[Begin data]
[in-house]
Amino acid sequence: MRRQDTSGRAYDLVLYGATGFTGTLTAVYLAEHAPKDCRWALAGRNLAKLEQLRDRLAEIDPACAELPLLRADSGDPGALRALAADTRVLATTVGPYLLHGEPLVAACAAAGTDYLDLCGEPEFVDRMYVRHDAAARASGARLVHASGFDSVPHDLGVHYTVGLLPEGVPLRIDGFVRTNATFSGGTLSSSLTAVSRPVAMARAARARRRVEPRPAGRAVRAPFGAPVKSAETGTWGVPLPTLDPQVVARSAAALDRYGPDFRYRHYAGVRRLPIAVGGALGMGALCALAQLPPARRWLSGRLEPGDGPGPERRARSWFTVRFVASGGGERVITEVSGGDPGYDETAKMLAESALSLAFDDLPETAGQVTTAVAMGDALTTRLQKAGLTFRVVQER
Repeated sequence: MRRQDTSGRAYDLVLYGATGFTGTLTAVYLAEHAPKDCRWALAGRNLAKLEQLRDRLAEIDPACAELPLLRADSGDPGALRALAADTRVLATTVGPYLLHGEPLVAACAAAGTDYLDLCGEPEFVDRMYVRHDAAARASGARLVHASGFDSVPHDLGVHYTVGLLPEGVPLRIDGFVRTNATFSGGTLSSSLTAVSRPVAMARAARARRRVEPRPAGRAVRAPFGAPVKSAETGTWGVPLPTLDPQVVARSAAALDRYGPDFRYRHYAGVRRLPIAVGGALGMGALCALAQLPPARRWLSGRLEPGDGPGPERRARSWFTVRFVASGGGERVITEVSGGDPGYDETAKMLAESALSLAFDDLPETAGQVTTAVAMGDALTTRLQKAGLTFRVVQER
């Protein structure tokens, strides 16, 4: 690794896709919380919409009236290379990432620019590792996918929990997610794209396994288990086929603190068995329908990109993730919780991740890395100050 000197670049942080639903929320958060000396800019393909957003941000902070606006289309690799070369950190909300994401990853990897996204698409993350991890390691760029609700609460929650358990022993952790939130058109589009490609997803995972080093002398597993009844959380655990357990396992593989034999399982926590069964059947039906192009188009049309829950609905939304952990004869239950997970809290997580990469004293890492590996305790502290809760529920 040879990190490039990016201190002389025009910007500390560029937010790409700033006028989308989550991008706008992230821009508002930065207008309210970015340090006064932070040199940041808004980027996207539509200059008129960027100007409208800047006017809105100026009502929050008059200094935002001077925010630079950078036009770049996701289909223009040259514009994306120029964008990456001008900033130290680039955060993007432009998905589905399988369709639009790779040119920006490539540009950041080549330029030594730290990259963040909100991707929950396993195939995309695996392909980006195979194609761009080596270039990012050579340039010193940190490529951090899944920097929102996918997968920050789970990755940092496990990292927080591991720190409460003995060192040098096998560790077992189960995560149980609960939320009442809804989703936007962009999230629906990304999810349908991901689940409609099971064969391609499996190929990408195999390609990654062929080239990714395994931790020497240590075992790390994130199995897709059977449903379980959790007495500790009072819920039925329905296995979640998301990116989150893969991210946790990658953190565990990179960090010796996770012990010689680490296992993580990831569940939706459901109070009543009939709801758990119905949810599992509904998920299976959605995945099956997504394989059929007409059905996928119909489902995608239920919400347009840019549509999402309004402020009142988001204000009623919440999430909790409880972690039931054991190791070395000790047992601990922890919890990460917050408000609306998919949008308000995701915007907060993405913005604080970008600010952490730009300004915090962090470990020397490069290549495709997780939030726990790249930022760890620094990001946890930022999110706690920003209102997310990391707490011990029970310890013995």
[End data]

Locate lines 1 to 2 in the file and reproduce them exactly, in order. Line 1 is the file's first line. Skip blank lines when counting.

[in-house]
Amino acid sequence: MRRQDTSGRAYDLVLYGATGFTGTLTAVYLAEHAPKDCRWALAGRNLAKLEQLRDRLAEIDPACAELPLLRADSGDPGALRALAADTRVLATTVGPYLLHGEPLVAACAAAGTDYLDLCGEPEFVDRMYVRHDAAARASGARLVHASGFDSVPHDLGVHYTVGLLPEGVPLRIDGFVRTNATFSGGTLSSSLTAVSRPVAMARAARARRRVEPRPAGRAVRAPFGAPVKSAETGTWGVPLPTLDPQVVARSAAALDRYGPDFRYRHYAGVRRLPIAVGGALGMGALCALAQLPPARRWLSGRLEPGDGPGPERRARSWFTVRFVASGGGERVITEVSGGDPGYDETAKMLAESALSLAFDDLPETAGQVTTAVAMGDALTTRLQKAGLTFRVVQER